Fruit juice adulteration
Springer Online Journal Archives 1860-2000
Chemistry and Pharmacology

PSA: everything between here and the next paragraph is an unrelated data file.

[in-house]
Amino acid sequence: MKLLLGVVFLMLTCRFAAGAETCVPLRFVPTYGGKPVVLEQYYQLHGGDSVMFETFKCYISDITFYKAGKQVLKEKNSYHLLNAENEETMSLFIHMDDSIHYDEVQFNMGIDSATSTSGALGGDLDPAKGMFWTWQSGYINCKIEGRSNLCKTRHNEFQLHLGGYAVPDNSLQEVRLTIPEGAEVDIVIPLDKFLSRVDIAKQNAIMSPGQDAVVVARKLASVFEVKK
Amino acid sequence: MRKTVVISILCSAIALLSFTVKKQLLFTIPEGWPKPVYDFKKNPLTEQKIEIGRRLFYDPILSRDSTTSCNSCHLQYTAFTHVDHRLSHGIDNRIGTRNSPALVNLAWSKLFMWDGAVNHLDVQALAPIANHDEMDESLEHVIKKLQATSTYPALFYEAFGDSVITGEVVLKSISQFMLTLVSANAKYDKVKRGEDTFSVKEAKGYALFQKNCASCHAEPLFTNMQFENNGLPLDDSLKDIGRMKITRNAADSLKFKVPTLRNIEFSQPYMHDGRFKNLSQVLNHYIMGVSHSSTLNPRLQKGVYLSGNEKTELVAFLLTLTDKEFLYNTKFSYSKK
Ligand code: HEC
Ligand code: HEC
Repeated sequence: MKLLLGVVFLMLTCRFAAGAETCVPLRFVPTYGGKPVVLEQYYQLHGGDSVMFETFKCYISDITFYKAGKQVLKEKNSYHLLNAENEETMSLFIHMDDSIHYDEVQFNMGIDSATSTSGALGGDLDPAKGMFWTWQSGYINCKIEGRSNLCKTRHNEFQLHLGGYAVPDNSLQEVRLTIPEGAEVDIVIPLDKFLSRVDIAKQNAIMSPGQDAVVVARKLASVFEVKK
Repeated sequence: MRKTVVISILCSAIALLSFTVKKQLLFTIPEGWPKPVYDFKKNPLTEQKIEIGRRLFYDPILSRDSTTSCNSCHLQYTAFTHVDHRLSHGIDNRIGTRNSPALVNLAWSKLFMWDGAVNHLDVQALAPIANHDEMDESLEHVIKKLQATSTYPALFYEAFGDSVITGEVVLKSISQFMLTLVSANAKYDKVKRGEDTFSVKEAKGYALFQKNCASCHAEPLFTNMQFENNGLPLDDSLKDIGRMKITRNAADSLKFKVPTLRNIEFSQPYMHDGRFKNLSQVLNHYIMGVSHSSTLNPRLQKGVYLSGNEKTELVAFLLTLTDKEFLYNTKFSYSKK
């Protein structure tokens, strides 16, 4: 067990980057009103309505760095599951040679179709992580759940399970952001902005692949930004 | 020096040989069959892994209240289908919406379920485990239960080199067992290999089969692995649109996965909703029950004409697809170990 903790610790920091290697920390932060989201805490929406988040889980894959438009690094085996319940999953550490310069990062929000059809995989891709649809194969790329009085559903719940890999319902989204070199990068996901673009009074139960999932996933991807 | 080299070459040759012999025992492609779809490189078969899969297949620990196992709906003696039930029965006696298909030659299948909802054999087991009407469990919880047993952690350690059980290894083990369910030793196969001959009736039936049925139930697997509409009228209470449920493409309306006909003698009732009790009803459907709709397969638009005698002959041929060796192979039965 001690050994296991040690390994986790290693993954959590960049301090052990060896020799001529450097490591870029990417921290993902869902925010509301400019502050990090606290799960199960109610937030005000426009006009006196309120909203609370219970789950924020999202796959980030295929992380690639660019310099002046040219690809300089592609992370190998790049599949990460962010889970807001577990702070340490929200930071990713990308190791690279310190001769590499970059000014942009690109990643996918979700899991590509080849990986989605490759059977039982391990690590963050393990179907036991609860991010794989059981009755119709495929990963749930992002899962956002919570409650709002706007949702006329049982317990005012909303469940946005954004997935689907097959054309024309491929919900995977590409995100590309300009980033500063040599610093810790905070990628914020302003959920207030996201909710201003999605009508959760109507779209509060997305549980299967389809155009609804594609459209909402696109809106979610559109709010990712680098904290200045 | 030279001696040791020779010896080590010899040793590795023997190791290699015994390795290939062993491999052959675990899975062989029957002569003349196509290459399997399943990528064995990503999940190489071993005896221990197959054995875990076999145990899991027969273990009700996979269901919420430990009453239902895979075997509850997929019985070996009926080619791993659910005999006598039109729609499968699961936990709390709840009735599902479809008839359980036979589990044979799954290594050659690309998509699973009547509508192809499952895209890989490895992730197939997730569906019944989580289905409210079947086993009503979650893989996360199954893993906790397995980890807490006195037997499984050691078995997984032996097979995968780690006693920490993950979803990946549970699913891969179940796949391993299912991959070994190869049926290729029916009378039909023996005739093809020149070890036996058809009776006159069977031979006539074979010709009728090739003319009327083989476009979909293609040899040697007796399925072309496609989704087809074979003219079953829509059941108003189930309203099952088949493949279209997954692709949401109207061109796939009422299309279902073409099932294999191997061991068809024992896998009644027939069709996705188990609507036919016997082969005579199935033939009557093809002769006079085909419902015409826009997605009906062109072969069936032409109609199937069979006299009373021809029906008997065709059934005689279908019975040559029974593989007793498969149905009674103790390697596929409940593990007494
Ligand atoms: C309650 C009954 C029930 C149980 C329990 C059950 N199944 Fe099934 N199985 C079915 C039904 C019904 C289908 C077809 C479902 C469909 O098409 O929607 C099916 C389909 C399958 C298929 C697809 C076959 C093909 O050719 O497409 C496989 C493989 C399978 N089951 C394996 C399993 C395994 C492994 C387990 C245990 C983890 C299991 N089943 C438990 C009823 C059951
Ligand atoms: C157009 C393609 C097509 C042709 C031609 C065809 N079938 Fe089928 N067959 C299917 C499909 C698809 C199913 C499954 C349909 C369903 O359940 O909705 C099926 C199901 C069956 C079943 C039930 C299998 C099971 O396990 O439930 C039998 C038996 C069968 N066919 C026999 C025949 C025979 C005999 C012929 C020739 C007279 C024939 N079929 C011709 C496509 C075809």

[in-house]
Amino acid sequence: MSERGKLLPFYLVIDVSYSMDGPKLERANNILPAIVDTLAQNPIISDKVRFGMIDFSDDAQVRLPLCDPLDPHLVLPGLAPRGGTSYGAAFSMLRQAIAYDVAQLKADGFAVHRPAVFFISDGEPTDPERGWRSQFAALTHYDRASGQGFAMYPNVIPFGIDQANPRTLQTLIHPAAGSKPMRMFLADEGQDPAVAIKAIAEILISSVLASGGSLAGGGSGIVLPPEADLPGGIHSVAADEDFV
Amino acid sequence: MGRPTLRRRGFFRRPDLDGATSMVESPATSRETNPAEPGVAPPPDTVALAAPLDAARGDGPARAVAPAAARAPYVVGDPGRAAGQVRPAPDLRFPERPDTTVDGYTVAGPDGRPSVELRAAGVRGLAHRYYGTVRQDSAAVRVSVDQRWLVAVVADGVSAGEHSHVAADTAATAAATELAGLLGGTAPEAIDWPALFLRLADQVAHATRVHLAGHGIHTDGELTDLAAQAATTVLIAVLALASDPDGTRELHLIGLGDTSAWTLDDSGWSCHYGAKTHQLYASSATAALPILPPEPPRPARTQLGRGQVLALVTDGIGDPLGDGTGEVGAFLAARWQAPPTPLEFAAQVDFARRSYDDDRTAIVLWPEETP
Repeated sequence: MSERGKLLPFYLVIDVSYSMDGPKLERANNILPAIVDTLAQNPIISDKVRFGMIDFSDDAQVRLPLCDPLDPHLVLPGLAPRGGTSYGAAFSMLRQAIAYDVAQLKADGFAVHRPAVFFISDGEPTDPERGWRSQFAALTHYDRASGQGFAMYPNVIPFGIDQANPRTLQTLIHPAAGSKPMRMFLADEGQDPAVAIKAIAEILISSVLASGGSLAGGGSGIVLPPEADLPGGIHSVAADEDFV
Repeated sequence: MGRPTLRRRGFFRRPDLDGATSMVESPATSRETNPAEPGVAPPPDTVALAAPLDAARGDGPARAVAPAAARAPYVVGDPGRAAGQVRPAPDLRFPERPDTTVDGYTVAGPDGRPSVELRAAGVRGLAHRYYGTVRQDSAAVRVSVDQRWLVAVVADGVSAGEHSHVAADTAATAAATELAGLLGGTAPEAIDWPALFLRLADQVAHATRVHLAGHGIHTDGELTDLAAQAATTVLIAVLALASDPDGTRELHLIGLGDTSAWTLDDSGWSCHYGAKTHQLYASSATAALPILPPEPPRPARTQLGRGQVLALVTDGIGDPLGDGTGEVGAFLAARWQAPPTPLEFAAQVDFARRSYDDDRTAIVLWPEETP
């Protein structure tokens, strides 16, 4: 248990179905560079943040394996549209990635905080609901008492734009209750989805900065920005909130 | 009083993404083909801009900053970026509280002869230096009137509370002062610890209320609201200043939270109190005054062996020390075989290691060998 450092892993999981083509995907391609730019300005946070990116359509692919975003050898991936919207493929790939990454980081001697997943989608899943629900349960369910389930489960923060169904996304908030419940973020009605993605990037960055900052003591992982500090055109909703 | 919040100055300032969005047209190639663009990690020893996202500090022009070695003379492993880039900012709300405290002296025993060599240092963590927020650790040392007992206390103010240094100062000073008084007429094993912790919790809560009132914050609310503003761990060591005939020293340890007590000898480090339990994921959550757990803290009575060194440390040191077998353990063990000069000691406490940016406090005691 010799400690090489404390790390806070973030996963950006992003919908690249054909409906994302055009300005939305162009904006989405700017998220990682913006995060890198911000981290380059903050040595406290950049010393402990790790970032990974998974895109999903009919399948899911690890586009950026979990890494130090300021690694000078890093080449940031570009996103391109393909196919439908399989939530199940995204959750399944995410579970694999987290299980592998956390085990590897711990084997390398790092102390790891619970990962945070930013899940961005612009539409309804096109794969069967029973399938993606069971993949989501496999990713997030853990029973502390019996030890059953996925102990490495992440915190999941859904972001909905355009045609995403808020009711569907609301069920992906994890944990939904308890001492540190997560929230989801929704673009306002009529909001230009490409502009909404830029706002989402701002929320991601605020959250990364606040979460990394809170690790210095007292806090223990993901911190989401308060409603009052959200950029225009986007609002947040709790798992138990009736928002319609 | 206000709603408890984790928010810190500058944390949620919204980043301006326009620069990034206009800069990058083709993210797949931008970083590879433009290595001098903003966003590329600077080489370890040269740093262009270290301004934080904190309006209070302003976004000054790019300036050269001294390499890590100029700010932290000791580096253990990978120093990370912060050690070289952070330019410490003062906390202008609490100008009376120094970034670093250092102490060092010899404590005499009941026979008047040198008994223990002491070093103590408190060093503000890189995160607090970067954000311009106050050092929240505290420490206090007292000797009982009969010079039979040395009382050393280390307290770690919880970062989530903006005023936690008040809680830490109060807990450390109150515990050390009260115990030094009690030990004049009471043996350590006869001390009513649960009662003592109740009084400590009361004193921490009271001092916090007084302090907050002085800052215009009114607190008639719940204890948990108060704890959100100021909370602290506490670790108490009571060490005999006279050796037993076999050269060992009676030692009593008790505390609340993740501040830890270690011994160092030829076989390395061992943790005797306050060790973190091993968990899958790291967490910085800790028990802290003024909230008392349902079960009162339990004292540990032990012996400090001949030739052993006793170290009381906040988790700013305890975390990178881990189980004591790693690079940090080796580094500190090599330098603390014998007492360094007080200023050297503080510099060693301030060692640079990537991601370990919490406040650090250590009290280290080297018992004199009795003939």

Summary The configurations of free amino acids (AAs) in orange juice beverages (commercial products of satisfactory and unsatisfactory quality), an orange juice concentrate (bulk product suspected of being adulterated), and in an orange juice that has been contaminated by addition ofLactobacillus plantarum as a model for microbial spoilage, were determined, after derivatization, by means of gas-liquid chromatography (GC) using fused-silica capillary columns coated with Chirasil-L-Val or Chirasil-D-Val as stationary phases. AAs were isolated from juices by treatment with Dowex WX8 ion-exchanger and were investigated, by GC, as theirN(O)-pentafluoropropionylorN(O)-trifluoroacetyl 1-propyl esters. It was found that the high quality orange juice beverage contained L-AAs exclusively whereas this juice, after fermentation withLactobacillus, contained free D-Ala (32.7%), D-Val (62.3%), D-Phe (20.0%), D-Glu (24.3%), D-Ser (2.6%), D-Asp (0.8%), and significant amounts of D-Pro [% D=100 D/(D+L)]. D-Ala (8.8%) and D-Ser (4.2%) were found in a sensory and analytically unsatisfactory orange juice beverage, whilst D-Ala (27.5%) and D-Ser (14.3%) were detected in the orange juice concentrate suspected of being adulterated. Although capillary GC on chiral stationary phases is regarded as being highly suitable for the determination of AA enantiomers in fruit juice beverages, detection of D-AAs is currently not considered as conclusive proof of fruit juice adulteration caused by addition of AA racemates since a non-microbial origin of D-AAs in the respective juice, or an original occurrence of D-AAs, in either the free, substituted, or peptide-bonded form in the fruits, cannot be excluded with certainty.
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